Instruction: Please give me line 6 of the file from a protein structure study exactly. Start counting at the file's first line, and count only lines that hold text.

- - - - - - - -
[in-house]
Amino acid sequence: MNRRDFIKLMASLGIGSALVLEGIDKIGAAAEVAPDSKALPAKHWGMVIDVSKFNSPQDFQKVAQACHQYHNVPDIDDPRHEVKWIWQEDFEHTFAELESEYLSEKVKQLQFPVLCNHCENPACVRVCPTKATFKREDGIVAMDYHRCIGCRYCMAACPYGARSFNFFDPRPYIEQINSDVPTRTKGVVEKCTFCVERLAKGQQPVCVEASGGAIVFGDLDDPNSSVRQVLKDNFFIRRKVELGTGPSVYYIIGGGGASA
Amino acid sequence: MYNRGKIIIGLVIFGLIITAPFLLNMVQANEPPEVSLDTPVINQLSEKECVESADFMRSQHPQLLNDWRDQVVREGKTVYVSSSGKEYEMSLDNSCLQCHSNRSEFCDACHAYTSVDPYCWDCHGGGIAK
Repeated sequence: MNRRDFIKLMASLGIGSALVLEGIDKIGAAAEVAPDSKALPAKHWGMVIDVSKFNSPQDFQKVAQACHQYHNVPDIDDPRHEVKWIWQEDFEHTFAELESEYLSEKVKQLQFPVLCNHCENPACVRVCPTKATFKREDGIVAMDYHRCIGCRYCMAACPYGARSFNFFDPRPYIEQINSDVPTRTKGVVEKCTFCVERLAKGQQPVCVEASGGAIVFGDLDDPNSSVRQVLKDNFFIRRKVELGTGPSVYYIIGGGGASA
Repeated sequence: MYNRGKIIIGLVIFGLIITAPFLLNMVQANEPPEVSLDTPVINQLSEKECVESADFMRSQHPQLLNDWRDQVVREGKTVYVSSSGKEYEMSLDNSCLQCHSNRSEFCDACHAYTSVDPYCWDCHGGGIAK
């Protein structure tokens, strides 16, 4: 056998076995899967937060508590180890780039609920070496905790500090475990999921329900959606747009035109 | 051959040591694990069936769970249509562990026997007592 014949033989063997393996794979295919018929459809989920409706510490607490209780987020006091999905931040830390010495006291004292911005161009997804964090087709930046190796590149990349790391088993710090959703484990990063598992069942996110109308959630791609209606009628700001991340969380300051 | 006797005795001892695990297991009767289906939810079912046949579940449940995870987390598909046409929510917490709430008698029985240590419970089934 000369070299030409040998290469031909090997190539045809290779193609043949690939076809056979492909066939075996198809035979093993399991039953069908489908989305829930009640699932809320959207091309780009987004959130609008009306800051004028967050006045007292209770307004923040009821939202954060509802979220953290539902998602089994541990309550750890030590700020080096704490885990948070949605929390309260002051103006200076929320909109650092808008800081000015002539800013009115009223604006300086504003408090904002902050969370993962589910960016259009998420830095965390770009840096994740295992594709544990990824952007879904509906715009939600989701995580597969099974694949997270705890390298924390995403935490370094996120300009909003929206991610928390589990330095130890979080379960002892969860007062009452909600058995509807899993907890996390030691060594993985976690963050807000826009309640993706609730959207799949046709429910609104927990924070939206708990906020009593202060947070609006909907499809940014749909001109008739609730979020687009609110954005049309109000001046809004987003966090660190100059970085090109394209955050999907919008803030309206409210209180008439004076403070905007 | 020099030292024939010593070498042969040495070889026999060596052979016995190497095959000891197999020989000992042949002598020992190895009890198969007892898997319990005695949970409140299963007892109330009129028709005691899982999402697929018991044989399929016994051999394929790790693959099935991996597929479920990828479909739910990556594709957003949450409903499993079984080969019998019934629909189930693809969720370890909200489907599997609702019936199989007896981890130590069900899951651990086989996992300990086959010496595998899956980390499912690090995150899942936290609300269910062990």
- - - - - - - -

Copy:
């Protein structure tokens, strides 16, 4: 056998076995899967937060508590180890780039609920070496905790500090475990999921329900959606747009035109 | 051959040591694990069936769970249509562990026997007592 014949033989063997393996794979295919018929459809989920409706510490607490209780987020006091999905931040830390010495006291004292911005161009997804964090087709930046190796590149990349790391088993710090959703484990990063598992069942996110109308959630791609209606009628700001991340969380300051 | 006797005795001892695990297991009767289906939810079912046949579940449940995870987390598909046409929510917490709430008698029985240590419970089934 000369070299030409040998290469031909090997190539045809290779193609043949690939076809056979492909066939075996198809035979093993399991039953069908489908989305829930009640699932809320959207091309780009987004959130609008009306800051004028967050006045007292209770307004923040009821939202954060509802979220953290539902998602089994541990309550750890030590700020080096704490885990948070949605929390309260002051103006200076929320909109650092808008800081000015002539800013009115009223604006300086504003408090904002902050969370993962589910960016259009998420830095965390770009840096994740295992594709544990990824952007879904509906715009939600989701995580597969099974694949997270705890390298924390995403935490370094996120300009909003929206991610928390589990330095130890979080379960002892969860007062009452909600058995509807899993907890996390030691060594993985976690963050807000826009309640993706609730959207799949046709429910609104927990924070939206708990906020009593202060947070609006909907499809940014749909001109008739609730979020687009609110954005049309109000001046809004987003966090660190100059970085090109394209955050999907919008803030309206409210209180008439004076403070905007 | 020099030292024939010593070498042969040495070889026999060596052979016995190497095959000891197999020989000992042949002598020992190895009890198969007892898997319990005695949970409140299963007892109330009129028709005691899982999402697929018991044989399929016994051999394929790790693959099935991996597929479920990828479909739910990556594709957003949450409903499993079984080969019998019934629909189930693809969720370890909200489907599997609702019936199989007896981890130590069900899951651990086989996992300990086959010496595998899956980390499912690090995150899942936290609300269910062990």